A clinical study on a patented Phyllanthus emblica extract, commonly known as Indian gooseberry, published online in Phytomedicine, showed that Indian gooseberry caused a significant decrease in platelet aggregation. In a 10 day study, Indian gooseberry (500 mg twice daily) reduced platelet aggregation by over 36 percent, compared to 50 percent by Clopidrogel (75 mg once daily) and 51 percent by Aspirin (75 mg once daily). However, when Indian gooseberry was taken in conjunction with Clopidrogel or Aspirin, the inhibition of platelet aggregation increased only marginally to 53 percent and 56 percent, respectively. Bleeding and clotting times were not significantly affected by Indian gooseberry when used alone or in conjunction with either Clopidrogel or Aspirin.
There were also no adverse effects or bleeding events reported. An area of concern is the inhibition of platelet aggregation greater than 50 percent which is strongly correlated with bleeding events. Indian gooseberry alone produced only 27 percent and 36 percent inhibition of platelet aggregation in single dose and multiple dose studies respectively, compared to 47 percent and 50 percent for Clopidrogel and 46 percent and 51 percent for Aspirin.
This study was a randomized open label crossover study that included 10 patients with type II diabetes. Patients were evaluated both after a single dose and then with multiple doses over a 10-day period. In the single dose study, the patients were given either a dose of 500 mg of Indian gooseberry or 75 mg Clopidogrel or 75 mg Ecosprin (enteric-coated aspirin). The combination doses were 500 mg Indian gooseberry with 75 mg Clopidogrel or 500 mg Indian gooseberry with 75 mg Ecosprin. After the single dose study and wash out period, patients received the combinations for 10 days. Platelet aggregation was measured at baseline and at four hours after treatment. Bleeding and clotting times were also recorded.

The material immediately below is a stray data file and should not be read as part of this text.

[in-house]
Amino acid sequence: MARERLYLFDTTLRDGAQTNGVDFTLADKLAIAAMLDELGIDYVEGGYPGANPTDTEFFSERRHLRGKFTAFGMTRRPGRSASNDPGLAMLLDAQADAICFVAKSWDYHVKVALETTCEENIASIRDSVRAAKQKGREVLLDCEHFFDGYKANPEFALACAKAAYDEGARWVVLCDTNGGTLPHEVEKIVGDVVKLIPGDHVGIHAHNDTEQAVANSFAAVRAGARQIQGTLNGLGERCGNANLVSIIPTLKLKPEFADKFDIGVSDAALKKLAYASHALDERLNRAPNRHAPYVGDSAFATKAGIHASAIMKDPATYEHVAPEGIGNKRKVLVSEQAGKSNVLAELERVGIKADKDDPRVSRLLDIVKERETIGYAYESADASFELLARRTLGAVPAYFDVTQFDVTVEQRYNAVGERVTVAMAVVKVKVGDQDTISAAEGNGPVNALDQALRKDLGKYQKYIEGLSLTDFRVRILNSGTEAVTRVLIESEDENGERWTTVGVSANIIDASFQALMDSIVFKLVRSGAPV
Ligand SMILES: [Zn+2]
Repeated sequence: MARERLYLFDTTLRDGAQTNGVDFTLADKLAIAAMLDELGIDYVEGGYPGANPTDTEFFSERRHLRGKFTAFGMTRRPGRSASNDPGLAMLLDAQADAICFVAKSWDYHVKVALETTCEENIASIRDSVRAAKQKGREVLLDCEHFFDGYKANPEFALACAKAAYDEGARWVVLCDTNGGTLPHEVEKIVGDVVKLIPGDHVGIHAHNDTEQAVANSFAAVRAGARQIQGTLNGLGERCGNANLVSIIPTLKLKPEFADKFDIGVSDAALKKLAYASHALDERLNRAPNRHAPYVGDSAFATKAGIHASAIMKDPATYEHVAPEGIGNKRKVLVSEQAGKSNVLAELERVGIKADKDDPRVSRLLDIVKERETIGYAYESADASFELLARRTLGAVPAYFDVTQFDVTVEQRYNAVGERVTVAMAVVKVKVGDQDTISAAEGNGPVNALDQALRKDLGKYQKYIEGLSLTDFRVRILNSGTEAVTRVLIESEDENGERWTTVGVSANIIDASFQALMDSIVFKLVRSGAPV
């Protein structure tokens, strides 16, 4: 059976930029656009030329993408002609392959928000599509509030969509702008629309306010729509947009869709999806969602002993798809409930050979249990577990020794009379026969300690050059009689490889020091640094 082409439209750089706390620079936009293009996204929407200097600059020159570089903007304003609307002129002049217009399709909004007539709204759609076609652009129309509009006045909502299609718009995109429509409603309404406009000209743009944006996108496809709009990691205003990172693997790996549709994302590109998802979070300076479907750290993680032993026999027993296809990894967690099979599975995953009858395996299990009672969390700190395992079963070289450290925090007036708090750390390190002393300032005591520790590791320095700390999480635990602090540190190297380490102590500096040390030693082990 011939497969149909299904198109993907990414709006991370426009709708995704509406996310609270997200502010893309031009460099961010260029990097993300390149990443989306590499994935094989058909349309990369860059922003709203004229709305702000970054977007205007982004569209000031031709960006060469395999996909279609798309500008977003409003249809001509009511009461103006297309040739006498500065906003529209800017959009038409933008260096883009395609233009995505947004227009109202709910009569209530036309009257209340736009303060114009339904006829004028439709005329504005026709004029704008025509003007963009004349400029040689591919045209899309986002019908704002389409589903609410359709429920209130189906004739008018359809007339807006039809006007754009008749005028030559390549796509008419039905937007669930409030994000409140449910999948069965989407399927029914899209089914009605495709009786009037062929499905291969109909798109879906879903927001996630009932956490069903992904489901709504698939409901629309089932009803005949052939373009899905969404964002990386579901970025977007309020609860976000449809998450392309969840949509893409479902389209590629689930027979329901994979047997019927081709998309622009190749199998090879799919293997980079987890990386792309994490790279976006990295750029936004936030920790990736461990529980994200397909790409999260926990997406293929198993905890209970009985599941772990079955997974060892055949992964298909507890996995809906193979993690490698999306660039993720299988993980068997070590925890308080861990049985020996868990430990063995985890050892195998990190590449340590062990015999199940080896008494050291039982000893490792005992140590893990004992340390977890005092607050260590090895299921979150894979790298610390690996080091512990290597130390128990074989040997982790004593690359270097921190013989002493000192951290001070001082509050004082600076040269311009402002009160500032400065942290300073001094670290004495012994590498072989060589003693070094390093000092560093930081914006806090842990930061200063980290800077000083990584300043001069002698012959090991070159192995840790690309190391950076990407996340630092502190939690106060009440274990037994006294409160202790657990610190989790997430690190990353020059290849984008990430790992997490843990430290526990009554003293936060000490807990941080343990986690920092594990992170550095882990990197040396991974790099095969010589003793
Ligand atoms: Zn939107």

"The results illustrate how Indian gooseberry may provide benefits for healthy blood circulation and heart health through reduced platelet aggregation," said Sanni Raju, Ph.D., R.Ph., chairman and CEO of Natreon. "The study was done in type 2 diabetes patients that are at a higher risk for abnormal platelet function. We're very pleased with the positive results and with growing scientific support for Indian gooseberry, we're excited about the heart health benefits it offers to dietary supplement manufacturers seeking to introduce new products or differentiate existing brands in the category," said Dr. Raju.